International Terrorism Litigation
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Representative Engagements

  • $622 million judgment on behalf of victims of American embassy bombing in Nairobi, Kenya. Obtained final judgment in October 2014 totaling more than $622 million on behalf of the estates and families of 11 Americans killed in the August 7, 1998, terrorist bombing of the U.S. Embassy in Nairobi, Kenya. Both Sudan and Iran were found responsible for the attack. Sudan's efforts to vacate the judgment were rejected in March 2016. Owens, et al. v. Republic of Sudan, et al., Civil Action No. 01-2244 (JDB) (D.D.C. Oct. 15, 2014).

  • $8.4 billion verdict on behalf of foreign-national victims of Beirut embassy bombings. Obtained verdict and judgment, following bench trial, of more than $8.4 billion against government of Iran on behalf of more than 300 foreign-national U.S. Government employees and their family members for death and injuries resulting from the bombings of the U.S. Embassy and U.S. Embassy annex in Beirut, Lebanon, in 1983 and 1984. John Doe, et al. v. Islamic Republic of Iran, et al., 943 F. Supp. 2d 180; Civ. A. No. 08-0540 (JDB), 2013 U.S. Dist. LEXIS 65903 (D.D.C. May 9, 2013).

  • $341 million verdict on behalf of hostage victim Terry Anderson. Obtained a judgment of more than $41 million in compensatory damages and $300 million in punitive damages for former hostage Terry Anderson and his family for damages resulting from his March 1985 kidnapping and nearly seven years of being held hostage in Lebanese dungeons by agents of the Islamic Republic of Iran. Crowell & Moring played a key role in the enactment of legislation by Congress to collect a large portion of the judgment from Iranian assets seized by the U.S. Government. Anderson, et al. v. Islamic Republic of Iran, et al., 90 F. Supp. 2d 107 (D.D.C. 2000).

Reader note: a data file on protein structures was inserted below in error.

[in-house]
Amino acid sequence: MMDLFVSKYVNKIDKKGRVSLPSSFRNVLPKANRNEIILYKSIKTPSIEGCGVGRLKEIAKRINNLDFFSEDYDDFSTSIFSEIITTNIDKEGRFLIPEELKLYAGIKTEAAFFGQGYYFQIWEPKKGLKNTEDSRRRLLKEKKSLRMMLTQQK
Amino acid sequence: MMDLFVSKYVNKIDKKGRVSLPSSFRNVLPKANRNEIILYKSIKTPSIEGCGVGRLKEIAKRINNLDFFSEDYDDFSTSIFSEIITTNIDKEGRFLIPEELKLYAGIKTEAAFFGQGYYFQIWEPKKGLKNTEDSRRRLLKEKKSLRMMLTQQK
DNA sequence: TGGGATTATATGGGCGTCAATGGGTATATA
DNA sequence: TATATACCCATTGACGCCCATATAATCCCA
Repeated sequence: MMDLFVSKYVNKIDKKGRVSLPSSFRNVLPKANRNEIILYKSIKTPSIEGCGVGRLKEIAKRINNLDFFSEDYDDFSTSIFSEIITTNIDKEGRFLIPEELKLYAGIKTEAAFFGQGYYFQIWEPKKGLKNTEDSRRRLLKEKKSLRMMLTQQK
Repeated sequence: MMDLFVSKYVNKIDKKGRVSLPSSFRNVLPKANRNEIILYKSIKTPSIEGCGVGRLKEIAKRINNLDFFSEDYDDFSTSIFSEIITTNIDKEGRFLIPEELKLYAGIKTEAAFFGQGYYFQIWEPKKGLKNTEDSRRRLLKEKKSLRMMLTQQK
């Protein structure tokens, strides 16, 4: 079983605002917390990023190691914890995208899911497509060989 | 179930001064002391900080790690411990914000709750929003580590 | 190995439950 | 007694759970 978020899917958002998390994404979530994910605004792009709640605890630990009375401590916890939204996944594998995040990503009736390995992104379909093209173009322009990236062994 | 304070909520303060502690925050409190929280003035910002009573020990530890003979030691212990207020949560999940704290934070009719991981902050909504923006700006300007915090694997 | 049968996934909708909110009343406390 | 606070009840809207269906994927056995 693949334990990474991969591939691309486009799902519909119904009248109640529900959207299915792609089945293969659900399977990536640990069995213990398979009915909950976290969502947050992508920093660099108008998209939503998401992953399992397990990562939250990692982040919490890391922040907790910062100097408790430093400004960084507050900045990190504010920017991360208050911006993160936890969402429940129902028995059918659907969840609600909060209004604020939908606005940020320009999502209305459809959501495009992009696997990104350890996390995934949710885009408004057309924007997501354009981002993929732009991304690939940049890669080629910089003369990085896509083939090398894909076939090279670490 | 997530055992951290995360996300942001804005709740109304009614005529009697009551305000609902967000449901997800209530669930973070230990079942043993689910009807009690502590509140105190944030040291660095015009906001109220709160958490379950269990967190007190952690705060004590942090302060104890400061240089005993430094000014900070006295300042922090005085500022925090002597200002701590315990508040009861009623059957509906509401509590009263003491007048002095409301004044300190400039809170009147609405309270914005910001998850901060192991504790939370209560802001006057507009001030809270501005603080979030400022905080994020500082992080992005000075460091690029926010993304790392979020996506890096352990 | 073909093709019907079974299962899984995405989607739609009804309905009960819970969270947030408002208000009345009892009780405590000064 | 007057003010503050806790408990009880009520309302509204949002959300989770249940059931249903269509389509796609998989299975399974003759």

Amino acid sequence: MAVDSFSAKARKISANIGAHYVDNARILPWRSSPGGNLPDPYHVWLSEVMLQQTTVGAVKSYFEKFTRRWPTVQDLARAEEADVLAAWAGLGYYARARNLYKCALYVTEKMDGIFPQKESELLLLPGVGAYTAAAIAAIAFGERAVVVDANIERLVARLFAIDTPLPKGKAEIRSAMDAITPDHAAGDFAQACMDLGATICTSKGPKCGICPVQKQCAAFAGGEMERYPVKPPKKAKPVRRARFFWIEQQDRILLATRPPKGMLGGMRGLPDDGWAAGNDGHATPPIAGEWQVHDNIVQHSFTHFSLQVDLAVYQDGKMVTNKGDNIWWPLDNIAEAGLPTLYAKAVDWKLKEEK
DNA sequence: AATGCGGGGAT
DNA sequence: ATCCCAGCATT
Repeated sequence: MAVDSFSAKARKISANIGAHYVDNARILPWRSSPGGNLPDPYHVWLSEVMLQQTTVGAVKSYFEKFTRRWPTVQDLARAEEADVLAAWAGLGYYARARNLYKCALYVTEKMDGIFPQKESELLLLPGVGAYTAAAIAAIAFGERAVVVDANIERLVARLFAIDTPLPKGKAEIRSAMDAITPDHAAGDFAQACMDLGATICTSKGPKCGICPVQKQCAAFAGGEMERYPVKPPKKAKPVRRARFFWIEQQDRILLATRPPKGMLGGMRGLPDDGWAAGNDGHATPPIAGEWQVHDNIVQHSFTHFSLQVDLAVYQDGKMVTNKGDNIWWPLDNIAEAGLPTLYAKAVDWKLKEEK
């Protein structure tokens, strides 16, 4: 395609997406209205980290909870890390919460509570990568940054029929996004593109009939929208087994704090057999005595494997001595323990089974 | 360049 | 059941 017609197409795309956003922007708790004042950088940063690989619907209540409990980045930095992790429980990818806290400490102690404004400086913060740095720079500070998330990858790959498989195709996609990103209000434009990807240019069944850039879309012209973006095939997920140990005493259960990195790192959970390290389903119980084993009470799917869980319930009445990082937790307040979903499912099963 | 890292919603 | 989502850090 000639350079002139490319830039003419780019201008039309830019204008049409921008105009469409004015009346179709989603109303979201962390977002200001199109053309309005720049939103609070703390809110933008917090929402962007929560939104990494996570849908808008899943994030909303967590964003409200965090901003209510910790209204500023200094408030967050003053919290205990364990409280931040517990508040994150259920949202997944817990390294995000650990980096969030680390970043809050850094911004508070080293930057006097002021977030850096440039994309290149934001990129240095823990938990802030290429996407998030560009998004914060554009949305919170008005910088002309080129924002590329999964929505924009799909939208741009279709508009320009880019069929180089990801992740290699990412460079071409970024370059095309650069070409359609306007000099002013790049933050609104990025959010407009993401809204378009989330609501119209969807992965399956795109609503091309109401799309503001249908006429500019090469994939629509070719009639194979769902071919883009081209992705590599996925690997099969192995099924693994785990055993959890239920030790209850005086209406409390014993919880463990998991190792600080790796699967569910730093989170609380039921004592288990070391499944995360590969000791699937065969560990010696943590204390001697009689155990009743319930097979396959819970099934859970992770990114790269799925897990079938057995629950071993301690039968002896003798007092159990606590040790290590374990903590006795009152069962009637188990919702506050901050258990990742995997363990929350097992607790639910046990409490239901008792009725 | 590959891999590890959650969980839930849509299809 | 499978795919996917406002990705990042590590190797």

• First-ever contested FSIA terrorism judgment and awards for victims of Libyan bombing of UTA flight 772. Obtained $6 billion judgment on behalf of estates and families of seven U.S. citizens killed on UTA flight 772 in September 1989, when Libyan agents detonated a bomb in-flight over Niger en route to Paris. The judgment was the first ever in a contested case under the FSIA's terrorism exception. Diplomatic pressure arising from the judgment resulted in a landmark settlement between the U.S. and Libya, and substantial awards for the victims and their family members. Pugh, et al. v. Socialist People's Libyan Arab Jamahiriya, et al., 290 F. Supp. 2d 54 (D.D.C. 2003).

  • $353 million judgment on behalf of hostage victim. Obtained a judgment of more than $53 million in compensatory damages and $300 million in punitive damages against the Islamic Republic of Iran for former hostage and his family for damages arising from June 1985 kidnapping and six-plus years of captivity in Lebanon. The family recovered a substantial portion of the judgment pursuant to legislation enacted by Congress through Crowell & Moring's efforts. Sutherland, et al. v. Islamic Republic of Iran, et al., 151 F. Supp. 2d 27 (D.D.C. 2001).

  • $331 million judgment on behalf of hostage victim. Obtained a judgment of $31.5 million in compensatory damages and $300 million in punitive damages against the Islamic Republic of Iran for former hostage and his family for damages resulting from January 1987 kidnapping and more than three years of captivity in Lebanon. The family recovered a substantial portion of the judgment pursuant to legislation enacted by Congress through Crowell & Moring's efforts. Polhill v. Islamic Republic of Iran, et al., Civ. A. No. 00-1798 (TPJ), 2001 U.S. Dist. LEXIS 15322 (D.D.C. Aug 23, 2001).